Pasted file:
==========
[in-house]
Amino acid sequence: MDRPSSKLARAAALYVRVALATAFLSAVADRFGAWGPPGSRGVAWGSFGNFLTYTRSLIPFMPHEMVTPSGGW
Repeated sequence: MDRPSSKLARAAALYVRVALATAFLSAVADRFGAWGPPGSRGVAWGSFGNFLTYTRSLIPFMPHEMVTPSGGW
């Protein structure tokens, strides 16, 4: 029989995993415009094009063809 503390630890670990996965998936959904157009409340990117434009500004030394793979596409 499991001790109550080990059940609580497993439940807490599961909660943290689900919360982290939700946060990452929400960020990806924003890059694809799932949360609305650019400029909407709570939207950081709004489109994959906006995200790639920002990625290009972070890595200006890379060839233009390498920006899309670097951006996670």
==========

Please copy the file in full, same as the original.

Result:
[in-house]
Amino acid sequence: MDRPSSKLARAAALYVRVALATAFLSAVADRFGAWGPPGSRGVAWGSFGNFLTYTRSLIPFMPHEMVTPSGGW
Repeated sequence: MDRPSSKLARAAALYVRVALATAFLSAVADRFGAWGPPGSRGVAWGSFGNFLTYTRSLIPFMPHEMVTPSGGW
């Protein structure tokens, strides 16, 4: 029989995993415009094009063809 503390630890670990996965998936959904157009409340990117434009500004030394793979596409 499991001790109550080990059940609580497993439940807490599961909660943290689900919360982290939700946060990452929400960020990806924003890059694809799932949360609305650019400029909407709570939207950081709004489109994959906006995200790639920002990625290009972070890595200006890379060839233009390498920006899309670097951006996670």